their offer is a sign they aren’t going to be swayed from their
course,” said an arbitrageur, who declined to be named because
he was not authorized to speak to the media.

“That’s not a positive for Genzyme holders, who have been
hoping for a higher premium,” said the trader, who specializes
in takeover stocks.

Sources previously told Reuters that Genzyme wants an offer
of at least $75 per share before Sanofi could review its
private financial records. Some shareholders want as much as
$80 a share to clinch a deal.

However, Sanofi’s top two shareholders — cosmetics group
L’Oreal (OREP.PA: ) and oil company Total SA (TOTF.PA: ) — worry
that the company might pay too much for Genzyme and are not
convinced it is the best fit, bankers said last week. For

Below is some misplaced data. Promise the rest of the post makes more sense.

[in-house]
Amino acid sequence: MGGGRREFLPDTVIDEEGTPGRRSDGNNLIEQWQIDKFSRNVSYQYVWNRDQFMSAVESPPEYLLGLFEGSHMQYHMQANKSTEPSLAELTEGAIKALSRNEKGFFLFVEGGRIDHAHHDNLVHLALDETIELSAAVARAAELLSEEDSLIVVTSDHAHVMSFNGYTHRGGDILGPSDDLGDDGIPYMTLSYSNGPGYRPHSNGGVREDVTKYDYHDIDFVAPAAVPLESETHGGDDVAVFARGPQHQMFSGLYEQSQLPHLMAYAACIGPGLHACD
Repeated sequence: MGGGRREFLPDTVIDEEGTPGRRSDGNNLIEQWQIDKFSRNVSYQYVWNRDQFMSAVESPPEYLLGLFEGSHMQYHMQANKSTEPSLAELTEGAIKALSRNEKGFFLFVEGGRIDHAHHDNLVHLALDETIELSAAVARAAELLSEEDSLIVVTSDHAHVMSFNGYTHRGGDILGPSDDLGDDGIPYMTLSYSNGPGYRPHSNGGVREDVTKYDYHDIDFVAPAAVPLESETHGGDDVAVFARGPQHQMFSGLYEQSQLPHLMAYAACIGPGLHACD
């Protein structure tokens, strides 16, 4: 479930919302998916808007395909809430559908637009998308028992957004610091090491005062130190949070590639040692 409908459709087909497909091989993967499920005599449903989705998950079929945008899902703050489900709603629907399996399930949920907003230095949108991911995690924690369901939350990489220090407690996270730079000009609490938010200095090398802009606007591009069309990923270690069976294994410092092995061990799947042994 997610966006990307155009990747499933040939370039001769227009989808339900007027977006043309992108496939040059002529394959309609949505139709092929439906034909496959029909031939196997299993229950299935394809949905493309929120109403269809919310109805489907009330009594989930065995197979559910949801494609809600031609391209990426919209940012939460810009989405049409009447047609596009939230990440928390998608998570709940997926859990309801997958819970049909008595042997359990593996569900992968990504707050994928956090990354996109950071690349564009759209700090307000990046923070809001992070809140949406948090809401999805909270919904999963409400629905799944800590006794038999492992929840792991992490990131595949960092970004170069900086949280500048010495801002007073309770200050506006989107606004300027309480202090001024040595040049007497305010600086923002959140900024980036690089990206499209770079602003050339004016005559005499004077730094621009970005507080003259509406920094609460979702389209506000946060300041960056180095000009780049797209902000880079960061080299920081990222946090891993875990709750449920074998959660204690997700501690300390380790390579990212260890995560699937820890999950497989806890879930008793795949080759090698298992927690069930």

details, see [ID:nN25133182]

News of Sanofi’s initial approach to Genzyme emerged late
in July and the French drugmaker sent a written expression of
interest on July 29.

Sanofi said that Genzyme rebuffed the offer on Aug. 11, but
after some persuasion, agreed to a meeting of financial
advisers on Aug. 24.

“We had one phone call in general terms and (Genzyme)
immediately called a board meeting and said they weren’t for
sale without me even saying the price,” Viehbacher said on a
conference call.

When asked about how Sanofi will proceed, Viehbacher said:
“There is no reason to be discussing the next step when we are
at this step now … No reason to be discussing another


Analysts have said they expect a deal to be finalized in
the range of $74 to $77 a share. If Sanofi walks away, analysts
see shares of Genzyme falling to the low $50-range. Some say it
could take at least a year for them to rebuild the lost value.

“Of course Sanofi will go hostile if management doesn’t
accept the offer,” said Karl Heinz Koch, an analyst at Helvea
in Zurich.

“I think this is a great offer. What do you do as a
shareholder if the stock’s at $52.50 and you can sell at $69?
You get rid of your shares. I don’t think Sanofi (will) have to
raise their offer much,” Koch said.